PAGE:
Functional and Structural Responses of a Degradative Microbial Community to Substrates with Varying Degrees of Complexity in Chemical Structure
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- Karthikeyan, S., Wolfaardt, G., Korber, D. et al. Microb Ecol (1999) 38: 215. doi:10.1007/s002489900171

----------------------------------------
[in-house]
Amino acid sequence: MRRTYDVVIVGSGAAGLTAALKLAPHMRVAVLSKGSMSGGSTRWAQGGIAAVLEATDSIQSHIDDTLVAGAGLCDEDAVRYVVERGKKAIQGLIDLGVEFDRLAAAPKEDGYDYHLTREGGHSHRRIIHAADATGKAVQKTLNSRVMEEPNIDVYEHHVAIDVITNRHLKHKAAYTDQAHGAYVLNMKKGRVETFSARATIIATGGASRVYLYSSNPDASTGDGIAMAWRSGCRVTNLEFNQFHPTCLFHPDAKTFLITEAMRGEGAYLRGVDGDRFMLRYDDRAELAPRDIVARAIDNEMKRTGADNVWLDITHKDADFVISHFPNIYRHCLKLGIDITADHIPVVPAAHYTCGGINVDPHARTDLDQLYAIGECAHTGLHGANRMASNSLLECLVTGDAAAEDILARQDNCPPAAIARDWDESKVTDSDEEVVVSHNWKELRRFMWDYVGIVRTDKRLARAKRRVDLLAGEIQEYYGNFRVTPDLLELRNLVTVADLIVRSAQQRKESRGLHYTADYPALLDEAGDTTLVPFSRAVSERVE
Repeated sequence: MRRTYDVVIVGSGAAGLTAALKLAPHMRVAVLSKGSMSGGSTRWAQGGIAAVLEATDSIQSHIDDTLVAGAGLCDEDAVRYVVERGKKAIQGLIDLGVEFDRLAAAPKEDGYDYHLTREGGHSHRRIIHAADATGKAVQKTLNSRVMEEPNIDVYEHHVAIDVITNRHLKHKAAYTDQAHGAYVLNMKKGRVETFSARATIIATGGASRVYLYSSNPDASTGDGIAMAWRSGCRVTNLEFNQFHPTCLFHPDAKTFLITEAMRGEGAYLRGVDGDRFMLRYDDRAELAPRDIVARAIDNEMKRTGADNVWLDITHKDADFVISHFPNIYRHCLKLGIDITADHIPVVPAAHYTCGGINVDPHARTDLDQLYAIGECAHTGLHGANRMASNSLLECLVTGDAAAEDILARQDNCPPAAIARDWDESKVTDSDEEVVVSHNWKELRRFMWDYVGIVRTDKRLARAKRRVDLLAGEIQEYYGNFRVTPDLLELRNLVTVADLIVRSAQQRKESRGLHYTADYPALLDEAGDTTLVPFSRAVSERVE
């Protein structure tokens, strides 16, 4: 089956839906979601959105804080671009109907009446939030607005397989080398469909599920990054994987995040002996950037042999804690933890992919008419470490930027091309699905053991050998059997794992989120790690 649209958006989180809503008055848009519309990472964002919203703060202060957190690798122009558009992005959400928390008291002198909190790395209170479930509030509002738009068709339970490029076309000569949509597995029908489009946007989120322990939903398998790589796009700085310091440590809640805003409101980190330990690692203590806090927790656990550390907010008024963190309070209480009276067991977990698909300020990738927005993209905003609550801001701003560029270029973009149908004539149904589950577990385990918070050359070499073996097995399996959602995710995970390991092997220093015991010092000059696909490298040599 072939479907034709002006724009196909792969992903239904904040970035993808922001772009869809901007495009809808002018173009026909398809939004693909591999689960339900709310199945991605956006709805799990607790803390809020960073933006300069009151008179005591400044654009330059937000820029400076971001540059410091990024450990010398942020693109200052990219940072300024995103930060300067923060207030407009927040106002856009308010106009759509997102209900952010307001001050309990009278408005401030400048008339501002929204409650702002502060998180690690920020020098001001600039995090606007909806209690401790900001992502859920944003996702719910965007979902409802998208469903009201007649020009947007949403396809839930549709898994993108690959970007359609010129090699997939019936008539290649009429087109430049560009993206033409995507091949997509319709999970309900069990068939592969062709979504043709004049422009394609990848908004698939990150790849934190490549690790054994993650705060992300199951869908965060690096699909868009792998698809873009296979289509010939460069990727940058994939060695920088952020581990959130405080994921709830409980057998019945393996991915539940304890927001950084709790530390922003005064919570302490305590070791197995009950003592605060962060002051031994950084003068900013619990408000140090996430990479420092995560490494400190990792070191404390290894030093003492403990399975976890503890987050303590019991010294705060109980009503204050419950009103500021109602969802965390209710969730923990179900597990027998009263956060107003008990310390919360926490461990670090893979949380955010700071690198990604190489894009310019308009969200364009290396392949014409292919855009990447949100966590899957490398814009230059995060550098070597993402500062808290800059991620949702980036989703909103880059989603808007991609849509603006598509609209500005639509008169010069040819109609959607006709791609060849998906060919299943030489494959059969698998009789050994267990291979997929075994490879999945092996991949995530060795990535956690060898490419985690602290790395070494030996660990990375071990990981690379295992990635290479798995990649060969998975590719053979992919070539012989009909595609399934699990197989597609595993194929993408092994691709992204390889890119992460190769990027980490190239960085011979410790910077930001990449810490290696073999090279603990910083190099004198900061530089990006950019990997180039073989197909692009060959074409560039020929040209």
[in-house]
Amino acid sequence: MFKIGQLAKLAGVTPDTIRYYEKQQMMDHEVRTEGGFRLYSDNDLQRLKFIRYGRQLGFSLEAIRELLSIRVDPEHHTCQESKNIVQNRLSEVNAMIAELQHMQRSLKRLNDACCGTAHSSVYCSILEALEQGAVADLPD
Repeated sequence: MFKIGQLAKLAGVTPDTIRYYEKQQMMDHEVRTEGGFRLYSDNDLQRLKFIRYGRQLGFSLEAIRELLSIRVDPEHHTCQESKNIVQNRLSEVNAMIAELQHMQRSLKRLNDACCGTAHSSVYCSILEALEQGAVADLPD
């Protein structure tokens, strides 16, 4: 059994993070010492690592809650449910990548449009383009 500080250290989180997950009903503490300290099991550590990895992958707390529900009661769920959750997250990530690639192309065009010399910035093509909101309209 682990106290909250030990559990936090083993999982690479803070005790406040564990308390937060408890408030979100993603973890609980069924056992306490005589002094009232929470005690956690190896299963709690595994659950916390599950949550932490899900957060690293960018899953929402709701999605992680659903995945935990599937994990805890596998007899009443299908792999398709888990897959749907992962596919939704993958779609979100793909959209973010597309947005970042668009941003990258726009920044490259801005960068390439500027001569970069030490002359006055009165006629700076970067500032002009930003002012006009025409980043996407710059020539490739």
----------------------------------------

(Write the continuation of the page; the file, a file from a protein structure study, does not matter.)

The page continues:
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The objective of the present study was to determine whether cultivation of a degradative community on substrates with varying degrees of chlorination and complexity in chemical structure, as well as cultivation in batch and flow cell culture, would alter the community's functional capability. The community was isolated from oil-contaminated soil and maintained in the laboratory on 2,4,6-trichlorobenzoic acid for 5 months before its ability to grow on 15 different chemicals as sole carbon source was evaluated in batch and flow cell systems. While the community could grow and develop biofilms in flow cells on all the substrates, only 11 of the 15 substrates could support growth in batch culture. Although biofilm development was less extensive on chemicals such as pentachlorophenol (2.09% average area covered by biofilm; average biofilm depth = 3 μm) than on 2,4,6-trichlorobenzoic acid (50.84% area covered; biofilm depth = 6.4 μm), no correlation was observed between the degree of chlorination, or number of rings, and the number of planktonic cells or biofilm biomass. In contrast, physicochemical characteristics such as the octanol/water partition coefficient had a significant effect on the development of biofilm biomass. In the case of planktonic communities, the degree of chlorination and ring number also had no effect on the BIOLOG carbon utilization profiles of the resulting communities. Although the sessile communities generally clustered separately from their planktonic counterparts, principal component analysis of carbon utilization profiles of the sessile communities showed different grouping between growth on chlorinated and nonchlorinated substrates. Analysis of the degradative community maintained on 2,4,6-trichlorobenzoic acid over an extended period further showed that adaptation to a new chemical environment is a rather slow process, since the substrate utilization profiles did not stabilize even after 12 months. These results demonstrate the flexibility in metabolic ability and community structure found in microbial communities.